Greece received on Monday the final 15-billion-euro payment from its eight-year bailout programme in what creditors hailed as proof that tough austerity measures were "paying off."
The payout by the European Stability Mechanism (ESM), the eurozone's bailout fund, comes ahead of the formal end on August 20 of Greece's third financial rescue package since 2010.
The cash landed after Eurozone finance ministers in June reached what Greek Prime Minister Alexis Tsipras called a "historic" deal to end the severe debt crisis that has weighed down the country for years.
"The last disbursement and the positive conclusion of the final review send out a message that Greece has come a long way during the three years of the ESM programme," ESM Managing Director Klaus Regling said in a statement.
"The commitment and hard work of the Greek people are now paying off."
Regling said the final set of reforms agreed by Greece in exchange for the last payout "included important actions in the field of tax policy, combatting tax evasion, public revenue reforms, and the resolution of non-performing loans."
In total 9.5 billion euros ($11 billion) of the tranche will be used to build up Greece’s cash safety cushion to a hefty 24 billion euros -- 22 months of Greece's financing needs after the bailout ends -- according to the ESM.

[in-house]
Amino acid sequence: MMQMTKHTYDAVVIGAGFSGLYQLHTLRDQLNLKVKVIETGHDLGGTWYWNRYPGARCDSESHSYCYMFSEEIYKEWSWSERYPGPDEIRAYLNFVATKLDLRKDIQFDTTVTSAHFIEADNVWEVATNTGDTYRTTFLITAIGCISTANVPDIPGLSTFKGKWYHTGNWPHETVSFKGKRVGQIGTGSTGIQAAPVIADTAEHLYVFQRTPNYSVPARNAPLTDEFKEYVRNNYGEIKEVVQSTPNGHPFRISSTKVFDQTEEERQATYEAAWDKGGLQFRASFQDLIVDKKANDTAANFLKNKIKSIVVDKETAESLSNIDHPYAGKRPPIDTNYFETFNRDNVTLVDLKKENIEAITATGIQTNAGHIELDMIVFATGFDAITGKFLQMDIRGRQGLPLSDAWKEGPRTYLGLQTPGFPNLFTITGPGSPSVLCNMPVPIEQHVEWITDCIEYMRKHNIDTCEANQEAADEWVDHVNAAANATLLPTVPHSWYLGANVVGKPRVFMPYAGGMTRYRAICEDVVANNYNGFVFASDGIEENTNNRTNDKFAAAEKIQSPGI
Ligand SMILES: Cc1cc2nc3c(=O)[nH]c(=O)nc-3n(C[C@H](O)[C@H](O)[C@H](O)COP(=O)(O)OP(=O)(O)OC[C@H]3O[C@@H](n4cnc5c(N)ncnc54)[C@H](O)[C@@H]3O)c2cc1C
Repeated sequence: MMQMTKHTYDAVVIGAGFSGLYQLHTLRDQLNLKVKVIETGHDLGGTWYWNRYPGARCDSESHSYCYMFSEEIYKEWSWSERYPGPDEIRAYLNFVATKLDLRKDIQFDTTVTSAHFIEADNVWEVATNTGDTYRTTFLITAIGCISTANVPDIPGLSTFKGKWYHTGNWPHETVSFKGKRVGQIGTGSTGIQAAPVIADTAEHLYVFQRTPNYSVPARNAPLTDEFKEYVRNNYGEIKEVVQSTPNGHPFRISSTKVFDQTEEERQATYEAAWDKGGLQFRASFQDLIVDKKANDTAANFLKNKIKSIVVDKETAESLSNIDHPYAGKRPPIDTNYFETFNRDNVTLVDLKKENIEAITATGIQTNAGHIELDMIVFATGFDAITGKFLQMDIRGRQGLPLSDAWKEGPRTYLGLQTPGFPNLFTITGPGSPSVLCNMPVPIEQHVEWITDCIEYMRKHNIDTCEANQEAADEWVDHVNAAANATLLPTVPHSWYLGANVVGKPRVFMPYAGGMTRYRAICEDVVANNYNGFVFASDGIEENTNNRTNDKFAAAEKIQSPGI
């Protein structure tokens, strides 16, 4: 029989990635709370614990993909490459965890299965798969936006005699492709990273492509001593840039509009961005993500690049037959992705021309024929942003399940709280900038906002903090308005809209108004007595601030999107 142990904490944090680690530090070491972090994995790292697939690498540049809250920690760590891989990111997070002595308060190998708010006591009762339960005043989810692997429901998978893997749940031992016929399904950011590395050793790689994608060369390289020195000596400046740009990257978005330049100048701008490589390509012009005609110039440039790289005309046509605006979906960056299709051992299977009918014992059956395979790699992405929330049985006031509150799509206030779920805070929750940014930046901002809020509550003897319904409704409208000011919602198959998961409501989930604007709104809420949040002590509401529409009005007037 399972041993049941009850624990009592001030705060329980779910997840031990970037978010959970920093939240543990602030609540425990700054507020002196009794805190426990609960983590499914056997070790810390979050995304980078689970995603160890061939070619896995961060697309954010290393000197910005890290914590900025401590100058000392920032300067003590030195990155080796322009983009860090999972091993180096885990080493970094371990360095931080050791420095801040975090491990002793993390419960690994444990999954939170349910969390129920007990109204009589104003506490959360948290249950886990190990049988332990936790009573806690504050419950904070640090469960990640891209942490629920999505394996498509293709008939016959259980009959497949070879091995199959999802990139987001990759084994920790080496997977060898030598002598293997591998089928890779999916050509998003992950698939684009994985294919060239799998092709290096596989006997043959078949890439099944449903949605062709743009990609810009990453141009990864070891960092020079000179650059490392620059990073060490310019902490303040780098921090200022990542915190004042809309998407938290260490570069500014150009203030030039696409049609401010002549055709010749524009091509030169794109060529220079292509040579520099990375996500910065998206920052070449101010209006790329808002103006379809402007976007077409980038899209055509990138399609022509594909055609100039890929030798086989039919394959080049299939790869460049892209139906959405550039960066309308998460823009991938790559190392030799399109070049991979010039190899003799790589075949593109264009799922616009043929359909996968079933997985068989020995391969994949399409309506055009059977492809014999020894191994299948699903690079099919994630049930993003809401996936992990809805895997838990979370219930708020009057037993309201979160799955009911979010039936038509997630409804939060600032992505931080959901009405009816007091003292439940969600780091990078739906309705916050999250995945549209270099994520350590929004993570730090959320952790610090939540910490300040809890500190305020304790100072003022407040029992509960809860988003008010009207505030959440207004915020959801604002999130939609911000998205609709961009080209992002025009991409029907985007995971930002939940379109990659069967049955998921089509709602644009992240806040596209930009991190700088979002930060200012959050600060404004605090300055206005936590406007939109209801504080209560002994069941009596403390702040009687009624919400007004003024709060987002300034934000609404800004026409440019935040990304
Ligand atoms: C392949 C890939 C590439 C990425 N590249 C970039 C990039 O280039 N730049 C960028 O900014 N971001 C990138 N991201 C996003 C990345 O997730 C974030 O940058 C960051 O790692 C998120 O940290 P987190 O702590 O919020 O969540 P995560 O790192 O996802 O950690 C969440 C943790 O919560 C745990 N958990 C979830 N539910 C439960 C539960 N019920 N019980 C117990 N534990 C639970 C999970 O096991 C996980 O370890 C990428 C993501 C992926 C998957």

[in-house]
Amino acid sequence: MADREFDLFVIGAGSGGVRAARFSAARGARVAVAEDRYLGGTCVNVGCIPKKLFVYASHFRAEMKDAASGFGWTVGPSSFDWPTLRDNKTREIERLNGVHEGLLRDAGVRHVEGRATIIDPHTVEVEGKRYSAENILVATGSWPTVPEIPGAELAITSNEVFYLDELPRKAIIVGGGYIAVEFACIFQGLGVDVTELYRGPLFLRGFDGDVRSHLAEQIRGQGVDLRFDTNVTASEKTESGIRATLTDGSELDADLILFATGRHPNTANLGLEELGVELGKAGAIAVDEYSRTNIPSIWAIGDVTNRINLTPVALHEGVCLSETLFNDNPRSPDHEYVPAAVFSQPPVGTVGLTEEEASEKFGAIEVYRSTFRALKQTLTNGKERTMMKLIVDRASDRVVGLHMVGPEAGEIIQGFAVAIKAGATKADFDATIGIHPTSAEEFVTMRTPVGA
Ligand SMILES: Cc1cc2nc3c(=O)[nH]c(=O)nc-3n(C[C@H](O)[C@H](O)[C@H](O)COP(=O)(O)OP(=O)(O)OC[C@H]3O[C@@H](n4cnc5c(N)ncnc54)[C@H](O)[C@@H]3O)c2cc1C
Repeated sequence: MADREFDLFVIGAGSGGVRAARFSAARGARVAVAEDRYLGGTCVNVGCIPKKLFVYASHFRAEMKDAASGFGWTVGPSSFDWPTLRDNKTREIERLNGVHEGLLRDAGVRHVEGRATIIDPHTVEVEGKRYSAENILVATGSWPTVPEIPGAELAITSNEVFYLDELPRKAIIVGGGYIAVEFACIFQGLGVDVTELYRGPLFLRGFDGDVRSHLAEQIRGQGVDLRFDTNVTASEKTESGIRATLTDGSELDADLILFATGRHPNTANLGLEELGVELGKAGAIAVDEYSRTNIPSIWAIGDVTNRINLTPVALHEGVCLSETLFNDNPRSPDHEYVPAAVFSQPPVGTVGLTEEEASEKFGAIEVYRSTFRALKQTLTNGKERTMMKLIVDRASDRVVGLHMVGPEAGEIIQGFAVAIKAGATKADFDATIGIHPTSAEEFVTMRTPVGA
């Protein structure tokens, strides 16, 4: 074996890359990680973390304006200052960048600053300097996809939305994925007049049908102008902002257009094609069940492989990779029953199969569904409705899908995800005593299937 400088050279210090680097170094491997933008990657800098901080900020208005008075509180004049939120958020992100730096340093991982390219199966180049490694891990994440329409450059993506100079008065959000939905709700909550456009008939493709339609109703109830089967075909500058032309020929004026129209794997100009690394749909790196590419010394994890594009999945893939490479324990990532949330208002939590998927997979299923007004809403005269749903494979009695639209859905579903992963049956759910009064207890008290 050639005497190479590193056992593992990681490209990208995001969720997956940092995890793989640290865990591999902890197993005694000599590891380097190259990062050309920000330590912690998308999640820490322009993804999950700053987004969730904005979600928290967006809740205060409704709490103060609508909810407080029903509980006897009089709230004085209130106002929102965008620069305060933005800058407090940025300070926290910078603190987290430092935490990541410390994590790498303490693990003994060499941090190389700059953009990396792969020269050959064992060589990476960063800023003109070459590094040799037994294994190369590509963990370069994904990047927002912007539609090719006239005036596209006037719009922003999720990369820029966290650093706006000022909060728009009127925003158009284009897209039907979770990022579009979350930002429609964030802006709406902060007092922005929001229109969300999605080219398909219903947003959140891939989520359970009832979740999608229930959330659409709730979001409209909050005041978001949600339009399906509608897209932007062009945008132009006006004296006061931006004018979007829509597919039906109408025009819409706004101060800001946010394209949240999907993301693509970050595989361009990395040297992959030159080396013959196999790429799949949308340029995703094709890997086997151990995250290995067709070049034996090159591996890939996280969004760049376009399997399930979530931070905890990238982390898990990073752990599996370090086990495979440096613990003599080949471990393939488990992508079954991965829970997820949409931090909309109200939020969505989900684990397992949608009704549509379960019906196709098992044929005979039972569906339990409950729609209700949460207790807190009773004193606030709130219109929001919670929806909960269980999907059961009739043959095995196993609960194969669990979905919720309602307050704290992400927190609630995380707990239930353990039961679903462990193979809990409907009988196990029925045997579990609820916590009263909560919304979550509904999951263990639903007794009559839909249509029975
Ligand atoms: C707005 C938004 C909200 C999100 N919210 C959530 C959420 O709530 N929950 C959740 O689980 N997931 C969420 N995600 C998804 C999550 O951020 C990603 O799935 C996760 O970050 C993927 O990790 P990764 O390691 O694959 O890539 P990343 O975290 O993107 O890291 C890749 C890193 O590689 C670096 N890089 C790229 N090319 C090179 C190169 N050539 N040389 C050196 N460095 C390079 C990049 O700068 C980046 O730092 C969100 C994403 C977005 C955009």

The other 5.5 billion euros will go on servicing debt.
Greece's public finances spun out of control in 2010, sparking three international bailouts -- the last was in 2015 -- and threatening the country's membership of the euro single currency.
In return Athens had to bow to harsh terms imposed by its creditors, especially Germany, with austerity measures and reforms striking at the heart of Greece's bloated public sector.
Announcing the deal to end the crisis in June, leftist premier Tsipras donned a tie for the first time since taking office, having pledged to wear one only when Greece's debt was cut.
The deal was expected to be an easy one, but last-minute resistance by Germany -- Greece's longtime bailout nemesis and biggest creditor -- dragged the talks on for six hours.
"The end of the ESM programme on 20 August will be a milestone for the country. Greece will now have to prove to its partners and the markets that it is committed to not reversing past reforms," Regling said.
The Greek crisis was one of the biggest wobbles in the EU's history, raising doubts about the sustainability of the postwar European project and boosting eurosceptic politicians who are now on the rise around the continent and helped push Britain towards the exit door in its 2016 referendum.